Post-osimertinib frontline is very much in question. How to use that information to drive decision making is an outstanding issue that we are not very sure of. I would say, for the benefits of a clinical trial, I think that either plasma and/or tissue-biopsy for molecular interrogation would be important. But, whether or not that is going to drive every day decision making for community oncologists, I would say probably not.
Assume mutation testing was performed and revealed anEGFRC797S resistance mutation. How would this influence your decision making?
I think that we are still trying to learn how best to treat C797S. Some C797S mutations may predict sensitivity to the first-generation TKI that we have now decided is no longer beneficial first line. It really depends on the configurations of C797S.
I would say off of a clinical trial, I would offer this patient chemotherapy. We know that chemotherapy works in this patient population, and I would probably add bevacizumab (Avastin) with chemotherapy given that there is additional benefit with this drug, especially forEGFR-mutant lung cancer. I think that we are still learning how to treat C797S and there are a lot of outstanding issues there.
Would you consider a checkpoint inhibitor for this patient?
The other consideration for anyone who progresses on osimertinib, either before chemotherapy or after, is the role of immunotherapy. I think we have very good data that immunotherapy is far inferior to chemotherapy for patients who areEGFRmutated. Immunotherapy, while exciting and generating tremendous enthusiasm in the oncology community, and while we have seen benefits we have never seen before, I think that we are learning more and more that [a patient with]EGFR-mutated NSCLC is not the right patient for immunotherapy. I generally steer away from using immunotherapy in any patient withEGFR-mutant lung cancer.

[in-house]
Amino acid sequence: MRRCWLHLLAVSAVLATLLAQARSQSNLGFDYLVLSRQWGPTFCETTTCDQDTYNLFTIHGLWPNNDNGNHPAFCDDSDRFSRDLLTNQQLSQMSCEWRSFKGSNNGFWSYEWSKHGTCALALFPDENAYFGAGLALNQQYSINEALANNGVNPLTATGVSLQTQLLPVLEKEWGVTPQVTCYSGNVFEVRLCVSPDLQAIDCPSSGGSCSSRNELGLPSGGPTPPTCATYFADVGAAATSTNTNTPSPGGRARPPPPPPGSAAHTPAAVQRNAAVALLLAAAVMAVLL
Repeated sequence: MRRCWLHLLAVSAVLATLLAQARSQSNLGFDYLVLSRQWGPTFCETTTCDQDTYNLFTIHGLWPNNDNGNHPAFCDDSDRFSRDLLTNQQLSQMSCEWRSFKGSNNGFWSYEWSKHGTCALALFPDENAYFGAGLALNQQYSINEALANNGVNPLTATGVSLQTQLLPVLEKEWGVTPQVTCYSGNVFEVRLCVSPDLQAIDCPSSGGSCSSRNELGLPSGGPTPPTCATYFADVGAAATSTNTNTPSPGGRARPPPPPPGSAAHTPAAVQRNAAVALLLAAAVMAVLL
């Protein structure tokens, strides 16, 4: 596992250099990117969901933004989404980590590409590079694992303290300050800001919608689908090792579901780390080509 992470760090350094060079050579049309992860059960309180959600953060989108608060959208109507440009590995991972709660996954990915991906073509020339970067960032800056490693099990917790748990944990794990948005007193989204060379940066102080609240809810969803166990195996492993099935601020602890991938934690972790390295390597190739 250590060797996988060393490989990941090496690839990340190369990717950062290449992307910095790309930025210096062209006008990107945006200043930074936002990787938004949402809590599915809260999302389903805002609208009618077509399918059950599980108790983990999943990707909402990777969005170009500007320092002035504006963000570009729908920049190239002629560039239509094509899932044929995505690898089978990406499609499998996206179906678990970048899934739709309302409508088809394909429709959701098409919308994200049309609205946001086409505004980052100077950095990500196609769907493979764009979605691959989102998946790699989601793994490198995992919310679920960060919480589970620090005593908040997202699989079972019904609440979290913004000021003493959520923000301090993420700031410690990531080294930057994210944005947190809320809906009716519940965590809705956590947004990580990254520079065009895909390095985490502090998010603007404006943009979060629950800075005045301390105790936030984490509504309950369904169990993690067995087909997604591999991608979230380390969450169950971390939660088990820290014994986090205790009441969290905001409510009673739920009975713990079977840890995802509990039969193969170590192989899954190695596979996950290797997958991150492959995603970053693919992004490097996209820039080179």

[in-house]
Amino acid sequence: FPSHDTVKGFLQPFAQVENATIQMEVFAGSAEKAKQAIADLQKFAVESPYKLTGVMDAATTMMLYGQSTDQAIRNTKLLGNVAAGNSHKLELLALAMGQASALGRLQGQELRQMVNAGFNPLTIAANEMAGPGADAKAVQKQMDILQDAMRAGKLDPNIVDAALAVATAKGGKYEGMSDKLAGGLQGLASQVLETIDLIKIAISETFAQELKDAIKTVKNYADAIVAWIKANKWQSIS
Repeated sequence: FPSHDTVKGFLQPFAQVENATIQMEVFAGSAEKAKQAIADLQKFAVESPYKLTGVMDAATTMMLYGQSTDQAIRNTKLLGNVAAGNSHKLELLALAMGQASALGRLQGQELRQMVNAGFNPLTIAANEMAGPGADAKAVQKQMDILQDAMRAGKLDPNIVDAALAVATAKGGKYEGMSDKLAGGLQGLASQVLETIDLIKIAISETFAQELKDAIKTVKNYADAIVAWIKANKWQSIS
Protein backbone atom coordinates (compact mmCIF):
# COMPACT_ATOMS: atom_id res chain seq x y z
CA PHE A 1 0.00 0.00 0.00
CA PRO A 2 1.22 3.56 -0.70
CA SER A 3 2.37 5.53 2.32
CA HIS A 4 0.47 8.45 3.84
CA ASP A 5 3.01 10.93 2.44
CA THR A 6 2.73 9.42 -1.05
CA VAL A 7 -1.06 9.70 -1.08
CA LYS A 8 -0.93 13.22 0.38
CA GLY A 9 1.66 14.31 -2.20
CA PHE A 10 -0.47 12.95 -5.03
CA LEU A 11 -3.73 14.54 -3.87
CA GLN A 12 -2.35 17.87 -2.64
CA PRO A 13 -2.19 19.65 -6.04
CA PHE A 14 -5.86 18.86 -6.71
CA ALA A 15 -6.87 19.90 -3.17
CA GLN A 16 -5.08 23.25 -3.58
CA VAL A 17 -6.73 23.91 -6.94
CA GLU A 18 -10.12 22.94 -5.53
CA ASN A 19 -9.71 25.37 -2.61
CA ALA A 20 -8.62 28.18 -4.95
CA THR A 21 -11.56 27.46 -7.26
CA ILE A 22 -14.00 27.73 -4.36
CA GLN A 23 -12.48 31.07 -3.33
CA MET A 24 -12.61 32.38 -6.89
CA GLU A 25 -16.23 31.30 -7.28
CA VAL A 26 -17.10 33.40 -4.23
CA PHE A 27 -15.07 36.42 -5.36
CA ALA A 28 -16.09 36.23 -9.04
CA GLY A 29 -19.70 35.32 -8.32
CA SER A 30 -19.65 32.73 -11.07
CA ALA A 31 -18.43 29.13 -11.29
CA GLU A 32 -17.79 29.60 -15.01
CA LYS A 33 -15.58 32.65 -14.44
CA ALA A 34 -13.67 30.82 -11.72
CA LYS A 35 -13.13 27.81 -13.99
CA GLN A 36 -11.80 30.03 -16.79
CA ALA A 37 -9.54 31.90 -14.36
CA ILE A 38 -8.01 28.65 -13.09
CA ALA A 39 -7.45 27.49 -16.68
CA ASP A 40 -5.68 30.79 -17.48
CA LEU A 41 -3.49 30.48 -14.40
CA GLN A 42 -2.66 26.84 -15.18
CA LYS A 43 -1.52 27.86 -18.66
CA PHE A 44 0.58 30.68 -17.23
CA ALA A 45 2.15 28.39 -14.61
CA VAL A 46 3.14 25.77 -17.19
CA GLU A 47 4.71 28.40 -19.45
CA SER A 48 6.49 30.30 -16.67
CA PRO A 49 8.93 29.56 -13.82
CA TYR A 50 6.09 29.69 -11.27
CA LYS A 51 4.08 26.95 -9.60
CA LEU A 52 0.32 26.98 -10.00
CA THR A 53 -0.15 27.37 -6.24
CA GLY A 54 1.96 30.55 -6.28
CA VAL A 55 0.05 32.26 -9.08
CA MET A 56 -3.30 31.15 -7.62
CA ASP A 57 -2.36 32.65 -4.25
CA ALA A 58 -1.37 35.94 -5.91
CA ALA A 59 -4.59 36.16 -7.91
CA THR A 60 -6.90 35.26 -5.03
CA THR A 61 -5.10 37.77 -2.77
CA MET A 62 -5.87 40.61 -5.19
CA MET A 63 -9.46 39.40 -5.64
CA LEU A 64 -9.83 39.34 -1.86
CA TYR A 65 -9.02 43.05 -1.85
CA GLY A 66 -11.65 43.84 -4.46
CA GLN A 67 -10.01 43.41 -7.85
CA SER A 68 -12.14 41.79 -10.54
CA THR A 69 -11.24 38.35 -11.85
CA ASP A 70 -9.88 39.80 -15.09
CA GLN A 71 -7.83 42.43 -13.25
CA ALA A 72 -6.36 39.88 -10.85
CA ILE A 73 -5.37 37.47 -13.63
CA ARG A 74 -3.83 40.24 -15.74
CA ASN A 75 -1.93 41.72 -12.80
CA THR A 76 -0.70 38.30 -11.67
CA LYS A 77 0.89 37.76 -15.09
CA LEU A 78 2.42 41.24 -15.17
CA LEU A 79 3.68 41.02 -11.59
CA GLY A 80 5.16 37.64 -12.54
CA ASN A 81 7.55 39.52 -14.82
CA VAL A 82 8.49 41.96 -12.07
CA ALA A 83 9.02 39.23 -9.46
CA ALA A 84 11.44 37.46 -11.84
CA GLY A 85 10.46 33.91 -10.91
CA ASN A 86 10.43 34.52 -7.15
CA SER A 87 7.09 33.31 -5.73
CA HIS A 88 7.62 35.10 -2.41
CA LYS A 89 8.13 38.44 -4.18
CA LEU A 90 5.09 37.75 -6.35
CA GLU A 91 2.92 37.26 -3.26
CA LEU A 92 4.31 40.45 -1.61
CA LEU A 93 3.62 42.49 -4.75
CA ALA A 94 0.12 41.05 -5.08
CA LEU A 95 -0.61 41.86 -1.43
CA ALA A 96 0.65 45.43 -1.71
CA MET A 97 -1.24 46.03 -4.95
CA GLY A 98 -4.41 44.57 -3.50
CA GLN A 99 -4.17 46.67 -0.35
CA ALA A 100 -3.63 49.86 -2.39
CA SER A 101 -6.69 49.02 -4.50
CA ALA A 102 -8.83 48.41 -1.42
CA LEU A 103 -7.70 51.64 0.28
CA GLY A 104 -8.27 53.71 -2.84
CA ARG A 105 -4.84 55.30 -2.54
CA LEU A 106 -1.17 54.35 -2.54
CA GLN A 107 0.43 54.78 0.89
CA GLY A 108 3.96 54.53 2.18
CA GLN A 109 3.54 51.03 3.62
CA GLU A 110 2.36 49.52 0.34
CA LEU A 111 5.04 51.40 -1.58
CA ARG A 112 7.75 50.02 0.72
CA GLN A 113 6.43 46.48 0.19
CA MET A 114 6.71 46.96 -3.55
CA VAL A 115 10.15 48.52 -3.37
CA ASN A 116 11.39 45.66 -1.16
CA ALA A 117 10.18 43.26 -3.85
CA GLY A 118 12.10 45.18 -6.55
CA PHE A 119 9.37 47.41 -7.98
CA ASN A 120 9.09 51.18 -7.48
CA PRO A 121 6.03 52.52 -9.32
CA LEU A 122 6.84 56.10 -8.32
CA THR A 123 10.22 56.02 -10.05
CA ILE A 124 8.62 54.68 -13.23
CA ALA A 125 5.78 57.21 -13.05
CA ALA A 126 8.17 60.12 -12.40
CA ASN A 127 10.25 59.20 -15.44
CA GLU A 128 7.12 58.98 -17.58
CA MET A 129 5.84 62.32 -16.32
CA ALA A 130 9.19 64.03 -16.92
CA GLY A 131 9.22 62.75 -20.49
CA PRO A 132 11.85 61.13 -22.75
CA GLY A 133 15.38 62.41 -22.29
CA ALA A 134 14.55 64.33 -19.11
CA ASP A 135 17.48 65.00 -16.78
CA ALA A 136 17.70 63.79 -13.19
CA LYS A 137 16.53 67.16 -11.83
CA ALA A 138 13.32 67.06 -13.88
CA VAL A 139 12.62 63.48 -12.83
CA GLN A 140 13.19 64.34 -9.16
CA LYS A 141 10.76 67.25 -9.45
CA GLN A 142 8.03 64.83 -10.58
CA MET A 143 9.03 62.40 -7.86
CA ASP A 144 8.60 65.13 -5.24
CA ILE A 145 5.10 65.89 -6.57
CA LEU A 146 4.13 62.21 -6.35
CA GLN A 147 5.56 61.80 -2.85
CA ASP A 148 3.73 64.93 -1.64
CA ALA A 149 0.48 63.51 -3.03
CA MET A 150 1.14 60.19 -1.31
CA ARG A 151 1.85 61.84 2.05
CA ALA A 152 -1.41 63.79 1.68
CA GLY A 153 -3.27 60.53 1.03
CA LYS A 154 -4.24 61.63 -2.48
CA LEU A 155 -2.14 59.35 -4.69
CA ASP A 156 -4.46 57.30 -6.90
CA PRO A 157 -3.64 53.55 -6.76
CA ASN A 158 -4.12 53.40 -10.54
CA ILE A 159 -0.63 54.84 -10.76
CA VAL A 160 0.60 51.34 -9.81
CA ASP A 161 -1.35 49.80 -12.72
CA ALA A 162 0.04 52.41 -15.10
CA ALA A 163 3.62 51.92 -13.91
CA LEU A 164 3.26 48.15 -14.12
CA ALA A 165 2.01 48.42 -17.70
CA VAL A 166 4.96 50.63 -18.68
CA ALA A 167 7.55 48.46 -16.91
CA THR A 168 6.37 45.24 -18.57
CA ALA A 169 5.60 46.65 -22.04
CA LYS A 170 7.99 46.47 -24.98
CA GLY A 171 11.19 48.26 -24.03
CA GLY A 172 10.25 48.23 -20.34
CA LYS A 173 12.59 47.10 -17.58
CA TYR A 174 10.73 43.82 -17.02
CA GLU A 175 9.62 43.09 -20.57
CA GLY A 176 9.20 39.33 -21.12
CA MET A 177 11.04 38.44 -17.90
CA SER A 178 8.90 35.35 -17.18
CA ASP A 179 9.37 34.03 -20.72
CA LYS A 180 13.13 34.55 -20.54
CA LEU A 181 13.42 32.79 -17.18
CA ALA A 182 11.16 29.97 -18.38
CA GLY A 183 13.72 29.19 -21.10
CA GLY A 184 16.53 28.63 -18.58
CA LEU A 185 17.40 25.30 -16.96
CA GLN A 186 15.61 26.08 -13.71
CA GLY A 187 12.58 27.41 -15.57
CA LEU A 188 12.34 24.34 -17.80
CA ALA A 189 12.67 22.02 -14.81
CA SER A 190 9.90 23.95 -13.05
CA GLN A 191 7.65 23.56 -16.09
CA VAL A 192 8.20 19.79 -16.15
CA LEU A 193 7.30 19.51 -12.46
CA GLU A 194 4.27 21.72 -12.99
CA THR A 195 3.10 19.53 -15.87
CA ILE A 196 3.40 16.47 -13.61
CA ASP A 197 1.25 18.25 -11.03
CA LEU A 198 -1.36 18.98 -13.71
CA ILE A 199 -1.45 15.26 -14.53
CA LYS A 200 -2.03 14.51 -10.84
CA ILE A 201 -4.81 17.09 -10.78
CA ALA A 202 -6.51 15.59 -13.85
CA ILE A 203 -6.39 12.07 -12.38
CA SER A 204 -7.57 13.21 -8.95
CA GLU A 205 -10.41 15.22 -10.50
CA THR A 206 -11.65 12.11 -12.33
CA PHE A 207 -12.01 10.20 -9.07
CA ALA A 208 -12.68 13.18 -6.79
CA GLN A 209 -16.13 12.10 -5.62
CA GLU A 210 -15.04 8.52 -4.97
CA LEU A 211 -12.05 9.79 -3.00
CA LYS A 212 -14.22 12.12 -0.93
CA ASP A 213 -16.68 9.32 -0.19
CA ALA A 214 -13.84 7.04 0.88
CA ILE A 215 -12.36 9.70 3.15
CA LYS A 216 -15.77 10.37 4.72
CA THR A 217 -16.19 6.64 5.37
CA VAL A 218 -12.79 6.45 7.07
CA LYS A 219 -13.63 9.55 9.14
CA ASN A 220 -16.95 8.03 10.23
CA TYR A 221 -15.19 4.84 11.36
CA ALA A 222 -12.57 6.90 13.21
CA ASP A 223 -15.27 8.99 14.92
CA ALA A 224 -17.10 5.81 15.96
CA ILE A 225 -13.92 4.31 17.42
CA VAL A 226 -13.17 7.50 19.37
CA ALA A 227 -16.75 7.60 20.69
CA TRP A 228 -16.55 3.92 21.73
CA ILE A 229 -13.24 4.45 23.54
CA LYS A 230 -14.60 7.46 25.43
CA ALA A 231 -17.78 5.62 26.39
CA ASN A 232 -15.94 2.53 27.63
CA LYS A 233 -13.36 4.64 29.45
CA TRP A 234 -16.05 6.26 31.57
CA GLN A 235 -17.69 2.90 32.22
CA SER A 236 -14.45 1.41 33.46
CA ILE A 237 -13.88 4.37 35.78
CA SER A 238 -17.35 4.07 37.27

There have been multiple subset analyses from larger studies looking at how immunotherapy is inferior to docetaxel (Taxotere) inEGFR-mutant lung cancer. We have a subset analysis from the CheckMate 057 trial, which compared nivolumab (Opdivo) with docetaxel in an adenocarcinoma population in the chemotherapy-refractory setting.2In a subset of patients that wereEGFRmutated, immunotherapy was inferior when compared with docetaxel.
The same thing is true with the OAK study.3In the OAK trial that [looked at patients with]EGFR-mutant lung cancer, those patients who progressed on chemotherapy, who may have received a TKI, did worse with immunotherapy compared with docetaxel. There was a recent pooled analysis of all the data showing, again, that patients that areEGFRmutated, do better with docetaxel than they do with immunotherapy. Because of this data, I tend to steer away from giving any patients withEGFR-mutant lung cancer immunotherapy or any immunotherapy combination.
Whether or not immunotherapy can be used as fourth, fifth, or sixth line is not clearly understood. If there is any consideration not to use it, I will not use it. I think that we have to default to chemotherapy or clinical trials for these patients who progress on a TKI.